How to write a 3,000 word essay in a day
So you've got fewer hours than Jack Bauer to complete a 3,000 word essay? Not ideal, but don't stress. You can make it happen by following our steps!
We know. You had every intention of being deadline-ready, but sometimes life can get in the way.
The good news is that 3,000 words in a day is totally doable. Get your head down, and you could not only meet submission but produce an essay you are proud of.
Take a breath. Remain calm. Mop up the cold sweats. And let's get this done!
Credit: Dimitris Kalogeropoylos – Flickr
'Fail to plan and you plan to fail' – or so our tutors like to remind us. Reading this, we suspect you haven't entirely embraced this motto, but there are a few things you can do the morning before deadline day that will make your day of frantic essay-writing run smoothly.
Fuel your body and mind with a healthy breakfast, like porridge. The slow-release energy will prevent a mid-morning slump over your desk, something you really can't afford right now!
Not into porridge? Check out our list of the best foods for brain fuel to see what else will get you off to the best start.
Pick your workstation & equipment
Choose a quiet area where you know you won't be disturbed. You'll know whether you work better in the library or at home, but don't choose somewhere you've never been before. You need to be confident that you'll be comfortable and able to focus for as long as possible.
Be organised and come equipped with two pens, bottled water, any notes you have, and some snacks to use as mini-rewards. These will keep you going without having to take your eyes off the screen (apparently dark chocolate is the best option for concentration).
Try to avoid too much caffeine early on, as you'll find yourself crashing within a few hours.
Shut out the world
Procrastination is a student's worst enemy (besides a hangover). Turn off your phone (or place it face down on silent) and resist urges to check social media.
Don't trust yourself? Temporarily deactivate your accounts or get a friend to change your passwords for 24 hours.
Set yourself goals
Time management is pretty important when you have 24 hours before a deadline.
Setting yourself chunks of time to reach certain milestones breaks down the big daunting task, and provides motivation as you knock off achievable goals as you go.
Let's say it's 9am and your essay is due in first thing tomorrow morning. Here's a feasible 14 hour timeline that you can follow:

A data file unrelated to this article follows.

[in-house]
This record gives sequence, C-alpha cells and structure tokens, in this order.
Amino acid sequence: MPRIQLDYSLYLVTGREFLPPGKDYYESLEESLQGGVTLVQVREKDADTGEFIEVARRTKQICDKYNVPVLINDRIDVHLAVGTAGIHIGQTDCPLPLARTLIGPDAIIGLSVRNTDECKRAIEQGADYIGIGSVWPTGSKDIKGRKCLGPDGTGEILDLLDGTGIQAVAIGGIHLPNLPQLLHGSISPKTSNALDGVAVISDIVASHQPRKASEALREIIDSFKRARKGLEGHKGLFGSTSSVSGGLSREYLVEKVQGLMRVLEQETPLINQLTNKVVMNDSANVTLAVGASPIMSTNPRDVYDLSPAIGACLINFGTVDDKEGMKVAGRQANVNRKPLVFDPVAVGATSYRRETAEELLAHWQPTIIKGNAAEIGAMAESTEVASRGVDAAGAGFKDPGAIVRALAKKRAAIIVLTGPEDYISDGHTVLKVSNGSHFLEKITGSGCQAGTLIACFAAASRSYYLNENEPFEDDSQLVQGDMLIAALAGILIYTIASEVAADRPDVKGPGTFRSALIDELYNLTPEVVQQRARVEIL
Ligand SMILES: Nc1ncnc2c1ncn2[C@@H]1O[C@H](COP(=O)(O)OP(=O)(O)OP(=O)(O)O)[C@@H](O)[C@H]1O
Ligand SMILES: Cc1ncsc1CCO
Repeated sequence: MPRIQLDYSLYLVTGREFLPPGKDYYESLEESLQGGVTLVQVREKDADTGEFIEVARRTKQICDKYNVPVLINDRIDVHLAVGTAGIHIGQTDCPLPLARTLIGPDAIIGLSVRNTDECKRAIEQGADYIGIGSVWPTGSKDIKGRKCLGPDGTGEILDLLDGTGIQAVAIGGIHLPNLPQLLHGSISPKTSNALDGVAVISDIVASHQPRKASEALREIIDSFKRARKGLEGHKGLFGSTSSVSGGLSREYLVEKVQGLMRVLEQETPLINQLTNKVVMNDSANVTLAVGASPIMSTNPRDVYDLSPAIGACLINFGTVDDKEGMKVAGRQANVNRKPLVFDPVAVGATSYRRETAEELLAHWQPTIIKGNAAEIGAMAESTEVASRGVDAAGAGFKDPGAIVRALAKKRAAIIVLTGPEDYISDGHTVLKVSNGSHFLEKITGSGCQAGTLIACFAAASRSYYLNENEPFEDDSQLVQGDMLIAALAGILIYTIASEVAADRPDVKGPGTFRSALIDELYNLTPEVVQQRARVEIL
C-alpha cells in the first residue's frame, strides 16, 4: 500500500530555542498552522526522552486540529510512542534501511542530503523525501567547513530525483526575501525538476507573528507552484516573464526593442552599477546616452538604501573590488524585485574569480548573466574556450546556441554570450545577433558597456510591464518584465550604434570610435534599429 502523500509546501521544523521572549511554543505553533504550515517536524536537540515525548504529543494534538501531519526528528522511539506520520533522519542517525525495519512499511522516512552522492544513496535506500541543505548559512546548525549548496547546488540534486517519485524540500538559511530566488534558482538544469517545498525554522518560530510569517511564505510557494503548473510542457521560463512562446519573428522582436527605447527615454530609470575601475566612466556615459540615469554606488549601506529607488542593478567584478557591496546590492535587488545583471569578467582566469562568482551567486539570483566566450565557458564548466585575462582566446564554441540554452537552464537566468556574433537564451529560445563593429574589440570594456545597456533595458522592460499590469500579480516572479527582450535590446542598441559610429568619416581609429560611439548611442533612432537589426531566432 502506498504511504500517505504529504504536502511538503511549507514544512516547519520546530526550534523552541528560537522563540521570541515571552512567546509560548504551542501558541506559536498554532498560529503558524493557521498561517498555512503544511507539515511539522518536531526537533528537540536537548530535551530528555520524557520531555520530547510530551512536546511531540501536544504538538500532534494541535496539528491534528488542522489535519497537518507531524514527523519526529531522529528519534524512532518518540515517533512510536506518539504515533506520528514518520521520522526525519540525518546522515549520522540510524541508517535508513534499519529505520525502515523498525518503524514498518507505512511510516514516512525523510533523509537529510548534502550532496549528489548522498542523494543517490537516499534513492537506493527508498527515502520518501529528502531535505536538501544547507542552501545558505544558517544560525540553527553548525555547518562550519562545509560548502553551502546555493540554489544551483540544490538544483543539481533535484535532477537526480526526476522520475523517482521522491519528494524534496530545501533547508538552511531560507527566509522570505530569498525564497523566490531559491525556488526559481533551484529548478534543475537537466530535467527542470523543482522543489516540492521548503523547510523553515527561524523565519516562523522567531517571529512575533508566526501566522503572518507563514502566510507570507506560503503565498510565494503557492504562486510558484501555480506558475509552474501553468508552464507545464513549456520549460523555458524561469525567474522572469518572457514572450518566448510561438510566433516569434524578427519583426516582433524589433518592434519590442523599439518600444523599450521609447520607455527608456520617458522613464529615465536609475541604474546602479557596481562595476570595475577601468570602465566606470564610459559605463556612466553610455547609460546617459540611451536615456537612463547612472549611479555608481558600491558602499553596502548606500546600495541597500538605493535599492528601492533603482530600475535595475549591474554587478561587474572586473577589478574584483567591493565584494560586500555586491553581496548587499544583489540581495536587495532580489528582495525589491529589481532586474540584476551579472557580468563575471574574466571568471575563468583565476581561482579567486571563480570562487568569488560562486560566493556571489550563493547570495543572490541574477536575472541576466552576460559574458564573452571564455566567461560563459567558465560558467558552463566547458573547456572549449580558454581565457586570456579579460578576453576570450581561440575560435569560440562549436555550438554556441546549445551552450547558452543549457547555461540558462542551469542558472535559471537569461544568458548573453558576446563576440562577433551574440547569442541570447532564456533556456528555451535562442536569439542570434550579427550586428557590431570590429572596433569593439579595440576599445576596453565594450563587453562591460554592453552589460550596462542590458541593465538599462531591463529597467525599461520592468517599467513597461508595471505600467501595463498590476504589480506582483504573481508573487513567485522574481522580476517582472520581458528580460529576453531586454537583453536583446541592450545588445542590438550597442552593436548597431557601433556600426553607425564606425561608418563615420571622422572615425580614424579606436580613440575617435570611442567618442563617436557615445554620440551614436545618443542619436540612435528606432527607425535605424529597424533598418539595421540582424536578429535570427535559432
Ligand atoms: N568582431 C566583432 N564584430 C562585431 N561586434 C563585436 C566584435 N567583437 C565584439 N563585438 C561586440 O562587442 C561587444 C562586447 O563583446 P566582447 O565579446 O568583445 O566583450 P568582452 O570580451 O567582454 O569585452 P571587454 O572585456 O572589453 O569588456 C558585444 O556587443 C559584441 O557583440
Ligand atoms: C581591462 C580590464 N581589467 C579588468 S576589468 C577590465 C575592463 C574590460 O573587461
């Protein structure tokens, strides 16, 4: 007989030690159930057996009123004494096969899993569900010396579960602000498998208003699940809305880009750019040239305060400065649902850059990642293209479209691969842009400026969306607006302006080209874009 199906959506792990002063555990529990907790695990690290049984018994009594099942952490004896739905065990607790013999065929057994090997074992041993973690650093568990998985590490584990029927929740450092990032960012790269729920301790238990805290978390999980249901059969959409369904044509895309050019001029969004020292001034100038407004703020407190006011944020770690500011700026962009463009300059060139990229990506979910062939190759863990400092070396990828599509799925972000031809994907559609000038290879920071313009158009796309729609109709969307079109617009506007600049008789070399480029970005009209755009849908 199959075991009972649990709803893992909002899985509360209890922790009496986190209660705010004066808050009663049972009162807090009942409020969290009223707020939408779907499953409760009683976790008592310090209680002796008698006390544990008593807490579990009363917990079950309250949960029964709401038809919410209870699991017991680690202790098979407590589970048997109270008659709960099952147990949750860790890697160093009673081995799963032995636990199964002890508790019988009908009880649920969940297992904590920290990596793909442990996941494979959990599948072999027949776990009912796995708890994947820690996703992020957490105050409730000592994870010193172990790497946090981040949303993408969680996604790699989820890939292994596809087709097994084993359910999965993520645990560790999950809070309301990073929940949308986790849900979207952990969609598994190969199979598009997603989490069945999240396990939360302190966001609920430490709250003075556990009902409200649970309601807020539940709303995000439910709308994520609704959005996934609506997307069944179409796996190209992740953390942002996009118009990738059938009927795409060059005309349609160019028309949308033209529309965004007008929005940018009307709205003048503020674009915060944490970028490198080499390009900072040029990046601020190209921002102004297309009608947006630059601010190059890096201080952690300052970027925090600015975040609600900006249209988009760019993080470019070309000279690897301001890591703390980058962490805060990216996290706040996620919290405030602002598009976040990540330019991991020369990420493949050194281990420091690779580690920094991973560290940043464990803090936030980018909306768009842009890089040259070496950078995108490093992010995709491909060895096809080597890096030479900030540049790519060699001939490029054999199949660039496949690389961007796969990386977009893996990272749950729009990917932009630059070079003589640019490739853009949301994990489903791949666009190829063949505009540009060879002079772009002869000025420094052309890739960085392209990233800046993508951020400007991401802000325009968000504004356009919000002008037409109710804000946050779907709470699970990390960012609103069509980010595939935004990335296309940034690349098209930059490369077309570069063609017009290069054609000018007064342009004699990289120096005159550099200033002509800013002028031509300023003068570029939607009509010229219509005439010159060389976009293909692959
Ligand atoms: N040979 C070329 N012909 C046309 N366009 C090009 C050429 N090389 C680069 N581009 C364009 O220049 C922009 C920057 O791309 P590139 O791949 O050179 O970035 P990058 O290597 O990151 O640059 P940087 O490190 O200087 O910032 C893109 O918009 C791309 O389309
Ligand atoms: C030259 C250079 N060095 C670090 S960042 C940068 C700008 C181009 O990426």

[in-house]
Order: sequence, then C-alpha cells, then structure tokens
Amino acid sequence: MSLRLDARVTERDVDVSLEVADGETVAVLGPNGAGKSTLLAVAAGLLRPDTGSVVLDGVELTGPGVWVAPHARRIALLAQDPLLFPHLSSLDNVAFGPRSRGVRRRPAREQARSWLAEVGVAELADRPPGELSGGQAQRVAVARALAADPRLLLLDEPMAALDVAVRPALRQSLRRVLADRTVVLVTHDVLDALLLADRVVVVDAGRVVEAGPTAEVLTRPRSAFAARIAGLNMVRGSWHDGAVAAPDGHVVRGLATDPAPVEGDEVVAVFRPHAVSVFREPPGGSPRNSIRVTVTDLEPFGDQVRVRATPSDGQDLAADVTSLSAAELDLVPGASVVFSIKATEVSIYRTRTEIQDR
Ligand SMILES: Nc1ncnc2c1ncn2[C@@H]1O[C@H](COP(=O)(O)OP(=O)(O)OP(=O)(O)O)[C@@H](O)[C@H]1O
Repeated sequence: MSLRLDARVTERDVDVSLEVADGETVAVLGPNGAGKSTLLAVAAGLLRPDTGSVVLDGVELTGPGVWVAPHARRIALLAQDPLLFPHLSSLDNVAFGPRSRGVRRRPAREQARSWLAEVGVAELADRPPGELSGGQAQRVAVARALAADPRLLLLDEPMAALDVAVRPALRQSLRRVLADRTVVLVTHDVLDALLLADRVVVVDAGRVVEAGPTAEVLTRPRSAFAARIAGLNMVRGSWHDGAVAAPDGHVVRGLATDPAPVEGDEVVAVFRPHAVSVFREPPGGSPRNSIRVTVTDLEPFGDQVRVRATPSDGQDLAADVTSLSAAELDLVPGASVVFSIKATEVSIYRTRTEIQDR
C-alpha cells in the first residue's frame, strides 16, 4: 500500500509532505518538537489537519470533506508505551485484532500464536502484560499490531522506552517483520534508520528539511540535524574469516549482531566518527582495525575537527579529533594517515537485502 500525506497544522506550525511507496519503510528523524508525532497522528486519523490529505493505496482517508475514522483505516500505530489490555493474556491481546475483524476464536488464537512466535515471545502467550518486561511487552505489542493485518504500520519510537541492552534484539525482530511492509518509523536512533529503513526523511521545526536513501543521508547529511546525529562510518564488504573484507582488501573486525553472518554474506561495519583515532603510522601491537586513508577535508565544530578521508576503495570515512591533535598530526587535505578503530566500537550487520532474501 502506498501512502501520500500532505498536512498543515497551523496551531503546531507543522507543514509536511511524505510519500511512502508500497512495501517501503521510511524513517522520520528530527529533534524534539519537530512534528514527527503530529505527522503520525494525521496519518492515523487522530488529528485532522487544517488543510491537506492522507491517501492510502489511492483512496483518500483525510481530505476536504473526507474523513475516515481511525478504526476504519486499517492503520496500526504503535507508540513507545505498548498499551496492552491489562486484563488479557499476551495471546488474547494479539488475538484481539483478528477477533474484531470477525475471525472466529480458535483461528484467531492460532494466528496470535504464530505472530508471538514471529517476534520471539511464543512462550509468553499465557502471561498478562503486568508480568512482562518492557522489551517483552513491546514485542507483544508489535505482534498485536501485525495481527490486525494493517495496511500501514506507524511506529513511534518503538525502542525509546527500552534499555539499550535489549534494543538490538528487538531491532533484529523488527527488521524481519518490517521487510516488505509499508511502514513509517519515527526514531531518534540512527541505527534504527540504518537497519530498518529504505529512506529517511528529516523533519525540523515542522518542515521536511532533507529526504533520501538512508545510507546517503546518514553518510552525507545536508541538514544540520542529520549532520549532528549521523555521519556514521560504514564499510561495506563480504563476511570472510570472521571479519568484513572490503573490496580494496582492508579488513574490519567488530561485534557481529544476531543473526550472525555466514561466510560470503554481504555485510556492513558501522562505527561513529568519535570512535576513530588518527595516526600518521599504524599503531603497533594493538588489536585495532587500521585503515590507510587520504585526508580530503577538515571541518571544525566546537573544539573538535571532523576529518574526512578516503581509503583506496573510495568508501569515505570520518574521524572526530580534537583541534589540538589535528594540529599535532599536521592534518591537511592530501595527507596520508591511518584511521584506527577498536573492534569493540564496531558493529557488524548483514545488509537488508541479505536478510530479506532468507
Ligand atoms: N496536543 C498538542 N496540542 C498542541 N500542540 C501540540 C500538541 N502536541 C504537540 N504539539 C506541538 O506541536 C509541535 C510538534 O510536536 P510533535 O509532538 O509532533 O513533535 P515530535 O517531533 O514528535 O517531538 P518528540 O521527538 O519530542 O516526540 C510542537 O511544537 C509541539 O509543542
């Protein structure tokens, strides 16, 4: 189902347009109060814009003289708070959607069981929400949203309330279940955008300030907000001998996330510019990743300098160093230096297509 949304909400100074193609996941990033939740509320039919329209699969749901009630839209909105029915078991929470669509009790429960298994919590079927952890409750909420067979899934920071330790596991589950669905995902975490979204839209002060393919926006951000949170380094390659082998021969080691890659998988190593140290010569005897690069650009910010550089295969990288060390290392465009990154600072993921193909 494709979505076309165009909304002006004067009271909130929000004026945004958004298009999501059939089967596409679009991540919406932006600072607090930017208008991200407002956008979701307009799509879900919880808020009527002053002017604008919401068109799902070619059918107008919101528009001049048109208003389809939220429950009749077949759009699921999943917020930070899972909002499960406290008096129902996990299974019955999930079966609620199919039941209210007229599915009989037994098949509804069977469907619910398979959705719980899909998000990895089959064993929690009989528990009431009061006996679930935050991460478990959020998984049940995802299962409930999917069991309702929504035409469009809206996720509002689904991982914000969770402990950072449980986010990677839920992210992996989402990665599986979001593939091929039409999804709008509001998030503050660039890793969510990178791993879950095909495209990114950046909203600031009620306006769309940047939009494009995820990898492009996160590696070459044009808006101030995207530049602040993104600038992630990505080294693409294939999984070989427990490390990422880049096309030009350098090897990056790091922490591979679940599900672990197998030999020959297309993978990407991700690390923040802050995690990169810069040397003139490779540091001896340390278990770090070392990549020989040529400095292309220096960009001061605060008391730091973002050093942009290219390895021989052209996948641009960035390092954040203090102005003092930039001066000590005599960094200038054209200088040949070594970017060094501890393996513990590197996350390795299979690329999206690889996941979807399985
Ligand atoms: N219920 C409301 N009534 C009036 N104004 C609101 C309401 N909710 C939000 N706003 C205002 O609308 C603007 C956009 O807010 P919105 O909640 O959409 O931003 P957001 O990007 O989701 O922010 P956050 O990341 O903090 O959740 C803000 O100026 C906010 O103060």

- 9:00 - 9:30 - Essay question chosen and overall argument
- 9:30 - 12:00 - Write a full plan and outline of your essay (breaking it into mini-essays)
- 12:00 - 12:45 - Flesh out your introduction
- 12:45 - 13:30 - Lunch break
- 13:30 - 14:30 - Research quotes and references to back up your arguments
- 14:30 - 18:00 - Write the body of the essay
- 18:00 - 18:45 - Dinner break
- 18:45 - 22:30 - Edit, improve and meet word count
- 22:30 - 23:00 - Print and prepare ready for the morning
Remember to schedule in a few short 10 minute breaks – you need to keep productivity up and resting your brain is key. Stretching and brief exercises will also help.
Choosing a question and approach
Time: 9am - 9.30am
If you've been given a choice of essay questions, you should choose the one you feel most strongly about, or have the most knowledge about.
24 hours before the deadline is not the time to learn a new topic from scratch – no matter how much easier the question seems! Beware of questions that seem easy at first glance, as often you'll find that the shorter questions or the ones using the most straight-forward language can be the hardest ones to tackle.
Next, decide your approach. How are you going to tackle the question?
Remember that it's your essay and as long as you keep relating your arguments to the question you can take it in any direction you choose.
Do a quick Google around the topic to get a clear idea of what's already been said on your chosen argument.
Now, type out 3-5 key points that you'll aim to tackle in your overall argument, and underneath these use bullet points to list all the information and opinions, supporting arguments or quotes you have for each point. Start with the most obvious argument, as this will provide something to link your other points back to – the key to a good essay.
Once you've done this, you'll now find you have a detailed outline of the body of your essay, and it'll be a matter of filling in between the lines of each bullet point. This method is perfect for writing against the clock, as it ensures you stay focused on your question and argument without going off in any tangents.
Nailing that introduction
Credit: Steve Czajka – Flickr
Time: 12pm - 12.45pm
Sometimes the introduction can be the most difficult part to write, but that's because it's also the most important part!